The Smart Set: The Real Problem with Public Discourse.
“And the best thing about it was, nobody in his life — not his parents, his adult children, his grandchildren, not his neighbors nor the members of his church congregation—knew that Bob Anderson, retired accountant, family man, churchgoer and pillar of his suburban community, was really the infamous scourge of the Internet, that dreaded and admired titan among trolls, Mrpoophispants.”
Guardian.UK: Michelangelo’s bronze panther-riders revealed after ‘Renaissance whodunnit’.
“Crucial to the attribution of the bronzes, which belong to a private British owner, has been a tiny detail from a drawing by an apprentice of Michelangelo, now in the Musée Fabre in Montpellier, France. The drawing shows in one corner a muscular youth riding a panther in a similar pose.” Thin.
The Millions: Honey, Would You Read My Book?
Applicable to bloggers, too.
IAMPETH: Compendium of Real Pen Work.
Imgur: Updated Google Maps Middle Earth.
TessGerritsen: My GRAVITY lawsuit and how it affects every writer who sells to Hollywood.
“Alfonso Cuaron was attached to direct my film — a fact I did not know at the time.” Documentary proof of that, and she’s got Warner ‘dead to rights’ [excuse the pun]. Linked for those writers who read here.
Neil Gaiman: Reader frets over ‘Fifty Shades of Grey’ popularity.
c|net: The sixth ‘Game of Thrones’ book won’t be released in 2015.
Not especially surprised. He’s been busy doing PR, operating the Jean Cocteau theatre, driving his purple Tesla ...
MessyNessy: The Travelling Troupe of Giant Marionnettes.
What will they do next? It’s all wonderful.
Closer to Van Eyck.
Like art? Like, really detailed Old Master art? Without visiting a museum? Here. I think I sneezed some altar-dust.
New Yorker: The Man to Know in Ancient Rome.
“That I am safe, neither, as yet, do I believe, nor do I rejoice.” I think you had to be there. Sure to get the serial comma folks all nervous and jerky.
ArtDaily: New takes on modern design, William Wegman’s art are highlights at Krannert Art Museum.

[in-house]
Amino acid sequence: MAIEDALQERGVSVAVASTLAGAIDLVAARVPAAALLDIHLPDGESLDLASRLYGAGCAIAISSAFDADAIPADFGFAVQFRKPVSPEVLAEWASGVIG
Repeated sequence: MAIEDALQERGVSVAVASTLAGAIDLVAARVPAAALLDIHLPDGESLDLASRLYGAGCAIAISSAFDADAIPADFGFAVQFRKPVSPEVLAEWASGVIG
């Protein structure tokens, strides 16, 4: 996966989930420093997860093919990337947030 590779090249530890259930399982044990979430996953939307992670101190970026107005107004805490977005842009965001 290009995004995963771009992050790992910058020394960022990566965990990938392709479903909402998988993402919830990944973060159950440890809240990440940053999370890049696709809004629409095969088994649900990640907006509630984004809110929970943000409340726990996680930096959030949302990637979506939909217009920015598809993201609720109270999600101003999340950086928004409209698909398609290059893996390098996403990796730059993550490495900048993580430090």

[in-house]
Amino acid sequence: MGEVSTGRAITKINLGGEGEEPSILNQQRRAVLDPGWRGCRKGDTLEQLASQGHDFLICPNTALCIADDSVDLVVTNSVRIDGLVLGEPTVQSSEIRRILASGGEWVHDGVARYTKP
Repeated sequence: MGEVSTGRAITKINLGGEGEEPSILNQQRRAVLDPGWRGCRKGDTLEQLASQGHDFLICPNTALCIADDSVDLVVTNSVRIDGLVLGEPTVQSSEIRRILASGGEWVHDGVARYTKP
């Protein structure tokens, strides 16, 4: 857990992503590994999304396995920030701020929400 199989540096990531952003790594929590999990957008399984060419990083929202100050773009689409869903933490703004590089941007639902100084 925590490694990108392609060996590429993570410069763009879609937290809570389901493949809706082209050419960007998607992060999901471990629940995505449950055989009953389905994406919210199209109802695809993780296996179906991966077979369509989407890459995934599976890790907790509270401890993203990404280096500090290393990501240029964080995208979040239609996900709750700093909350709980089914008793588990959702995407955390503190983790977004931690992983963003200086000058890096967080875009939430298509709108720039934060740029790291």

Oh, those long-suffering Weimaraners. Look at the eyes. Yet you have to laugh.
Guardian.UK: Tutankhamun’s botched beard: conservation chief demoted to royal vehicles role.
“Last week, her duties included the conservation of one of the world’s most important collection of artefacts, including Tutankhamun’s fabled death mask and jewellery, as well as hundreds of ancient mummies, tombs and statues. From now on her role will be limited to overseeing the contents of Egypt’s royal stables.” A judgment worthy of Hatshepsut.
Italian Ways: Antonio Allegretti, “Eve after the Sin” with a surprising finale.
Paris Review: Shying.
“... people don’t look at you sitting by yourself and think, ‘she’s shy.’ They will, perhaps, attribute to you all the power you give them. In short, they will merely think you aloof.” I can’t remember the last time I used the word, “shy”. Worthy of thought.
MessyNessy: Building Mr. Eiffel’s Penthouse Apartment - A Tower Under Construction.
Good old steelwork.
CBC: Archaeologists find casket with Don Quixote author’s initials.
No real new information, but photos.
c|net: Emma Watson to play bookish Belle in live-action ‘Beauty and the Beast’.
Not at all who I pictured for the role. Too WASP-ish, too skinny. And where’s the chestnut-brown hair? I understand the ‘bookishness’ choice, but ... meh.
Guardian.UK: Can art still shock?
I always get disappointed when people only consider art within a ‘shock’ framework. Eliciting emotion should not be limited to outrage or disgust. What of thrill, what of inspiration, what of happiness? Why are these considered ‘lesser’ emotions in the artworld? Boring, even?
medievalbooks: Medieval Speech Bubbles.
Even bubble-less. Clever.
LRB: Hilary Mantel reviews ‘The Voices of Gemma Galgani’.
“It ought to be possible to live and thrive, without conforming, complying, giving in, but also without imitating a man, even Christ: it should be possible to live without constant falsification. It should be possible for a woman to live – without feeling that she is starving on the doorstep of plenty – as light, remarkable, strong and free.” Powerful load of baggage to load on a book or four. But worth the read.
Paris Review: Hoarding Books on a Road Trip to California
“One of our hosts, a kindly German who spent time in Tibet as a young man before becoming an old one in the hills above Santa Fe, strongly encouraged us to invest in snow chains ahead of a coming storm. The advice was sound, but Sheena and I had trouble accepting that problematic amounts of snow could find their way to any part of Arizona. The next morning, in Flagstaff, we could just make out the Jetta under a foot of fresh, white powder, as more flakes fluttered down.” Never underestimate Mother Nature and the high desert mountain region. This isn’t the Sahara.
Italian Ways: Riccardo Manzi’s art and irony for Pirelli.
I always adored these ads, but never knew who the artist was. Now I do. Great!
Vox: This gorgeous tree shows early American history in a whole new way.
You know, I can waste hours in second-hand shops looking at out-of-date history books, encyclopedias. So much is edited out of modern texts, that add context to our understanding of past eras.
The Art Newspaper: Pompeii to stage exhibition of objects returned by tourist-looters.
“There is a colourful legend that says that those who steal from Pompeii will be persecuted by bad luck.” That probably does more than all the warning signs and CCTV.